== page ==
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  1. Mark Fiddes
    December 24, 2010 @ 8:24 am

    Their actions are outrageous…

    The reason I have read this today is because a new client of mine who I am designing and building a website for to replace the existing site has just received the very same disgusting letter from Getty images.

    This particular client runs a home business web portal, and like most individuals are unaware of the laws, but to ask £1200 for a very small image that has only been on the site for a few weeks is disgusting. Cannot stand bully’s and Getty images are certainly that!

    I have run advertising and marketing agencies for over 15 years and had a few run ins with Getty’s in my time, where they have threatened to sue on a few occasions. On all occasions I have told them where to get off, and that is because they had no case whatsoever. One particularly disgusting episode was the following

    My agency produced some design for a Hospice’s fundraising leaflet. We purchased the front cover image front Getty’s at about £250 for single use. This was back in 2002. The following year we had to produce another leaflet for the same fundraising activity, and Getty’s database obviously picked up on this, and we got a call from one of their sales staff, did we want to purchase the image again. I said no we have shot our own for this years leaflet. The sales guy then started getting nasty saying that we cannot do this and under copywrite laws we cannot copy one of their images. I said we haven’t, we have shot a completely different image. He demanded that we send through the image to make sure. and In no uncertain terms I told him where to go. I am sorry to say in anger, I told him that I would re arrange certain parts of his anatonomy.

    But we never heard another word from them. The actions of this company are disgusting and they should be investigated for this.

    However, my advice to all website owners who need good images are to either subscribe to shutterstock, thinkstockphoto, istock or other cheap to use libraries. Istock is good because you pay as you go by purchasing credits, and the others a fairly small monthly subscriptions if you need to download images regularly. The unfortunate part of using these is most of them are owned by Getty images. They have the monopoly in the stock image library world and that is why they practice these bullying tactics.

    You are absolutely right, that they should firstly ask for you to remove the image, or pay a reasonable fee for it. This would then protect their reputation, educate the small website owner not to pursue unlicensed images from google, and of course Getty’s make a small sum to ad to the millions they earn each year. Whoever adopted their current policy within Getty’s needs their ass kicked. Bad PR and not good for business. They should be educating people, not crucifying them!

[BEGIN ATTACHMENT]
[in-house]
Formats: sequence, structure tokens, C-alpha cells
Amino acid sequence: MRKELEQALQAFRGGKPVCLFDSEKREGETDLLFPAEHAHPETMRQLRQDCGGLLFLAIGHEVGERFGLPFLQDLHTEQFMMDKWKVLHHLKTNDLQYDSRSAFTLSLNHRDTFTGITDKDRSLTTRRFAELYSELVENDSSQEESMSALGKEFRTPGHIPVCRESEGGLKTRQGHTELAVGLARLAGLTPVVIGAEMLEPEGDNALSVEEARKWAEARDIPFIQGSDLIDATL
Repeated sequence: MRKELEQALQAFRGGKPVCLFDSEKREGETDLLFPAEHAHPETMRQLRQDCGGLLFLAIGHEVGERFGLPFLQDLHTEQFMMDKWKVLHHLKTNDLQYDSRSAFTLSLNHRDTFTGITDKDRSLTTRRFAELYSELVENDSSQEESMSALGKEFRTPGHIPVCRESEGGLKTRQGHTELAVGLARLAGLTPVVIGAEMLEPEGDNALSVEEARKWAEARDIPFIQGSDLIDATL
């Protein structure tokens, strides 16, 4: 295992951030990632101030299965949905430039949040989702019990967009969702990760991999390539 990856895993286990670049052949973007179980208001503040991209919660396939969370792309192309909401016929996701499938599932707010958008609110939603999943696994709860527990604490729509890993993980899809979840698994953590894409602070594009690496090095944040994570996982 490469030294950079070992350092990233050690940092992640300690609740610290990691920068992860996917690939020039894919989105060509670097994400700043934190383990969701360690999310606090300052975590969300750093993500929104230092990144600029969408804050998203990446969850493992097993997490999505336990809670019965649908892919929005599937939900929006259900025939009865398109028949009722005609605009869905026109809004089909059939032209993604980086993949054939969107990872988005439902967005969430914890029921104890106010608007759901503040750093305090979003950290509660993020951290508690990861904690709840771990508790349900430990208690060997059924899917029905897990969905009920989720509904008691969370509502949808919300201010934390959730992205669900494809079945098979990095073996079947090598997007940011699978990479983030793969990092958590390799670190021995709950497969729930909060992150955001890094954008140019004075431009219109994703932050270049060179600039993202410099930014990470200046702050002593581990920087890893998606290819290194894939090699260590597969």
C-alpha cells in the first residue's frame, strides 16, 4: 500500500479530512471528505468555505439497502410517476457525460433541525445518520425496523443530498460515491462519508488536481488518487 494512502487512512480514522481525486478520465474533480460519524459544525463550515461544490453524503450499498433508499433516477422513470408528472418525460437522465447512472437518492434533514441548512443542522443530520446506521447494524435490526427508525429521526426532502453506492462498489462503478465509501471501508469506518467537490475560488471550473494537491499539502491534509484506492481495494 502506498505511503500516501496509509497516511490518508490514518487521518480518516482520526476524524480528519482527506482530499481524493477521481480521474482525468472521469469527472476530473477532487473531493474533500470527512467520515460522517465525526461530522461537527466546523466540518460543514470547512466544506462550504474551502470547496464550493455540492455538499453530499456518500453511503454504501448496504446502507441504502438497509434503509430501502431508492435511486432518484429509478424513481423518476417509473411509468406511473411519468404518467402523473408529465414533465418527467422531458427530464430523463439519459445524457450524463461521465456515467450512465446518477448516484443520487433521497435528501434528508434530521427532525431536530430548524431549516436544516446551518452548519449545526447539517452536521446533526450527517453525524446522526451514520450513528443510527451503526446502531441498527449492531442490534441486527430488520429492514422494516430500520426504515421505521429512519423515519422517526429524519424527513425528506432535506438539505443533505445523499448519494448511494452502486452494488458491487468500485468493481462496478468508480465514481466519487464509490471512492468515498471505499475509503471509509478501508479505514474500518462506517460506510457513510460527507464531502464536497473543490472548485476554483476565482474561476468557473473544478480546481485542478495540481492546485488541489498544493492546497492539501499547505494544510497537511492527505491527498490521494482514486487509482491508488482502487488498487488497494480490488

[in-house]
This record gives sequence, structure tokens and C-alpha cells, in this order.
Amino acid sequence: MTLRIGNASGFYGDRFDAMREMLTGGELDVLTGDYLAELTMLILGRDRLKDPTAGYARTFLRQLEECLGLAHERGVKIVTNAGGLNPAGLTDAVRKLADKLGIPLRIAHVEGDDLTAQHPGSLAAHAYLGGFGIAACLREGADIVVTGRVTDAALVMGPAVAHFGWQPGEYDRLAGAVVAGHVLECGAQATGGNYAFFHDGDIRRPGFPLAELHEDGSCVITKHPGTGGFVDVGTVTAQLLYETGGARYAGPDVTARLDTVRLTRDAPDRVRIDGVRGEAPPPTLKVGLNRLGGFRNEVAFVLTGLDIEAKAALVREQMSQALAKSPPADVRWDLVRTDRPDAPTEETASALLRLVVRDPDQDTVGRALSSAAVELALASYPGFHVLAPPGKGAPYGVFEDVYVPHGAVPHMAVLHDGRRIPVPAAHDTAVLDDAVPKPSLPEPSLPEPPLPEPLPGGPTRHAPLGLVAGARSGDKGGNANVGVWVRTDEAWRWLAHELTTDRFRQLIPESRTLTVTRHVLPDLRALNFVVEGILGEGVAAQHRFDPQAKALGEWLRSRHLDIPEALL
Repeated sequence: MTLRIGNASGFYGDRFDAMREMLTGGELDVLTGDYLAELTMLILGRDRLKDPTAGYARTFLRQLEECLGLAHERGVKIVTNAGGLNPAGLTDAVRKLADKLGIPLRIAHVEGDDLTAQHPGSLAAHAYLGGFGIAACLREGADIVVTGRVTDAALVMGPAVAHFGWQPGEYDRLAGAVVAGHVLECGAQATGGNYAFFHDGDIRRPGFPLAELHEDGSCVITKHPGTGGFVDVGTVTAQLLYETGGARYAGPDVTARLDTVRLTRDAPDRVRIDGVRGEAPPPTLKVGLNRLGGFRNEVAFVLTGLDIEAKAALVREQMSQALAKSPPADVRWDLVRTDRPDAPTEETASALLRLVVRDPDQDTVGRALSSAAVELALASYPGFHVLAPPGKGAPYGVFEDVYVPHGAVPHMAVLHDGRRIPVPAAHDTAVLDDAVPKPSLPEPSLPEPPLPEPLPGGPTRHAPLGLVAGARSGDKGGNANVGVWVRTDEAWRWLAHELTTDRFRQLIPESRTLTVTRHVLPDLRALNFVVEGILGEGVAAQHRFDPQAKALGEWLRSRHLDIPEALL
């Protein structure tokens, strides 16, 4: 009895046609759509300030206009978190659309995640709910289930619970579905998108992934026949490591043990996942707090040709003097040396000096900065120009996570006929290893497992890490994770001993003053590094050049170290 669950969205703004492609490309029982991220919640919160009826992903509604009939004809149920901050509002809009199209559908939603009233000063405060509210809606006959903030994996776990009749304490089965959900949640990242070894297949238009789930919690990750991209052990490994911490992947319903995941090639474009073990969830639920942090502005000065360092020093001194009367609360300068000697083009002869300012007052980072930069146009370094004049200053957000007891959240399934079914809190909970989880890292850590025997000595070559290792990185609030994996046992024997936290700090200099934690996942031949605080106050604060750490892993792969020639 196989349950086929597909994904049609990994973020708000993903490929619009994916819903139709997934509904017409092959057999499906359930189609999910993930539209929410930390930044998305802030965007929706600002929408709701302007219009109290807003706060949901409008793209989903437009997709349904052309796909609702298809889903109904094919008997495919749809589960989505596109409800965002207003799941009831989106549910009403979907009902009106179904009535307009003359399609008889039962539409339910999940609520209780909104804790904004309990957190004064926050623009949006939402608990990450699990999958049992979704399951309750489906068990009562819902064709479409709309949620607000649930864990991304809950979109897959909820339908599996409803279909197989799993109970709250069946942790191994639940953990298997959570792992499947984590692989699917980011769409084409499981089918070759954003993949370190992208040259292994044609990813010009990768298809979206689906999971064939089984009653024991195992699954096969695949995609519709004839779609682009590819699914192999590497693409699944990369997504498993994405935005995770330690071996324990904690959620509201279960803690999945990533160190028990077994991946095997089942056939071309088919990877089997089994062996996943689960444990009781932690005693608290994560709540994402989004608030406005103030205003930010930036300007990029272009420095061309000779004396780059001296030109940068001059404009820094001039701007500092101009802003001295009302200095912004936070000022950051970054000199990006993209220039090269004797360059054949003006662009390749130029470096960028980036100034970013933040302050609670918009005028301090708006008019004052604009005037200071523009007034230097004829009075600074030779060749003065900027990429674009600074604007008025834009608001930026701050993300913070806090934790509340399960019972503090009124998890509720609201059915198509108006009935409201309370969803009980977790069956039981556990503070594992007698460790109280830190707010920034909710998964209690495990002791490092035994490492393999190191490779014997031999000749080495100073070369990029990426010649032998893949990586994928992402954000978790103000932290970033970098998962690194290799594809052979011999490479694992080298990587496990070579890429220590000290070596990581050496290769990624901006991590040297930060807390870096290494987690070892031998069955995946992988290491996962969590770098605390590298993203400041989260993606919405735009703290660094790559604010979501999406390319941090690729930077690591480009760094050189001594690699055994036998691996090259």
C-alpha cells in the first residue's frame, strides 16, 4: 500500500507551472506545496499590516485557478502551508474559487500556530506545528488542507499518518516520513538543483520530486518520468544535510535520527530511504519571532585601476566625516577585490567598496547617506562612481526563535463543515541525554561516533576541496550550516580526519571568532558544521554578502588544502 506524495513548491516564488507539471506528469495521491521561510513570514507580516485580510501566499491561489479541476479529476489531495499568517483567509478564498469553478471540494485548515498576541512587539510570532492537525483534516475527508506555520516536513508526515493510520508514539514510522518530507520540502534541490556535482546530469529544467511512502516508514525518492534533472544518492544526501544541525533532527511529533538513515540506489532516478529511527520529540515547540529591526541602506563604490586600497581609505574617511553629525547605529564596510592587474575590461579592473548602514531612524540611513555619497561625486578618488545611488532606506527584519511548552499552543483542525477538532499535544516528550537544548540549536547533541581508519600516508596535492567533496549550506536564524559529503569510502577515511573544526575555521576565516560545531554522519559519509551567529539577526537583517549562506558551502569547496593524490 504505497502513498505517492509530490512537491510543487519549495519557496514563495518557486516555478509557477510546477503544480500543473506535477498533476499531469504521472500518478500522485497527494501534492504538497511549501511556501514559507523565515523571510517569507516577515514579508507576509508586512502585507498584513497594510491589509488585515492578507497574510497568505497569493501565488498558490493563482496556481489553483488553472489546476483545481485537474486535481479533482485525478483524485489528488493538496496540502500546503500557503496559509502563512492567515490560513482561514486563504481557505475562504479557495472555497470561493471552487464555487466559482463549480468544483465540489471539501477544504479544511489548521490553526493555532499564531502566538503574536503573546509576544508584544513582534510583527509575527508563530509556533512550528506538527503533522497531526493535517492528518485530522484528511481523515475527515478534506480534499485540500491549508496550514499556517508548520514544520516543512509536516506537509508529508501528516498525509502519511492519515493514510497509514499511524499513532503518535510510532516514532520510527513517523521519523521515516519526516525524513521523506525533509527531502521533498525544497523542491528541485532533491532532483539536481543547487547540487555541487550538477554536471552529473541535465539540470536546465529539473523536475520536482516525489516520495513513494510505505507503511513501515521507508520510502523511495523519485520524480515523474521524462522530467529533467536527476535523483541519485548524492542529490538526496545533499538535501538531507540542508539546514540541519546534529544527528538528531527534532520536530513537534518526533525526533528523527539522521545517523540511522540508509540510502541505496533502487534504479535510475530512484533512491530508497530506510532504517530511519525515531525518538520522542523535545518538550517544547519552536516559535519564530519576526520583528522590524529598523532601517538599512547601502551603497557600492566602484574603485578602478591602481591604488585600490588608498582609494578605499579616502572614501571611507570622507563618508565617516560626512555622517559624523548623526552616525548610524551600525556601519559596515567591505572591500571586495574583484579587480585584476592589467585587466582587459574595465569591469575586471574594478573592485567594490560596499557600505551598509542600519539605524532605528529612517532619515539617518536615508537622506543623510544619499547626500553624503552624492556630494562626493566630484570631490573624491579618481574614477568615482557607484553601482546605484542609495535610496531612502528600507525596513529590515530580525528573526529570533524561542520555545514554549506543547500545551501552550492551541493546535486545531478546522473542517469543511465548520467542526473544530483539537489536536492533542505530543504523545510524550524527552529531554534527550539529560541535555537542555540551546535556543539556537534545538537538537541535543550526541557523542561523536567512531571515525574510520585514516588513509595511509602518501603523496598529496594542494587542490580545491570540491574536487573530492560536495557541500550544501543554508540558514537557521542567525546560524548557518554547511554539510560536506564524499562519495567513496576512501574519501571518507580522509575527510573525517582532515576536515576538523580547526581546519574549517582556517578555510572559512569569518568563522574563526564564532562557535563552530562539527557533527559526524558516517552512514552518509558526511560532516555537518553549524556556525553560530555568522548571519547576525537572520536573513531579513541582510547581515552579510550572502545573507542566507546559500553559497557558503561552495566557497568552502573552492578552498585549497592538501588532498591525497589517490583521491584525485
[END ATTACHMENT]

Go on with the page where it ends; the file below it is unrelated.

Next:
2. Carole Galassi
    April 29, 2011 @ 12:27 am

    I am a web designer/developer and have known several people who have received this demand letter. I agree that Getty should at least issue a warning letter but from their perspective that would be alot of maintenance issuing thousands of warnings to the website owner. The problem here lies in my humble opinion, with the web professional who is designing the website. It is their duty to educate their clients on web image licenses and if they are not aware of it, they should not be designing websites.

    The bottom line is that everyone should be purchasing images and not plucking them off the internet through Google images or any other search engines image browser. By doing this, you don’t know if there is a copyright on the photo and thereby, risk a copyright infringement. Now, true people who utilize offshore companies to put together websites may be subject to the developers there who steal images and don’t have valid licenses for them. But think about it, you get what you pay for in this world and usually people who use offshore companies are looking for cheap websites and anyone who uses them from the United States should be cautious of their practices.

    Business owners should be prudent in their choices of whomever they hire to design a site. Yes, they may not be aware of any copyright image laws but they should also be making sure the person they hire can do the job and is well versed on good internet practices. Would you hire an attorney and not ask questions about their education, expertise or access their knowledge? No. It should be the same when hiring a web professional. I can’t stress this enough as I’ve had many a client come to my office after being burned and ripped off from so called web developers.

    Stock companies do have a TERMS OF USE on their comp images. It is there for people to read and if people take images off their site without reading that, you can’t blame the stock companies for not informing them. Perhaps Getty needs to take a more proactive roll in letting people know about copyrights on their images via a video or something. Taking images off the internet is a very common thing that almost everyone takes part in. I agree that someone needs to police this and let the public know that its NOT okay to take images off the internet.

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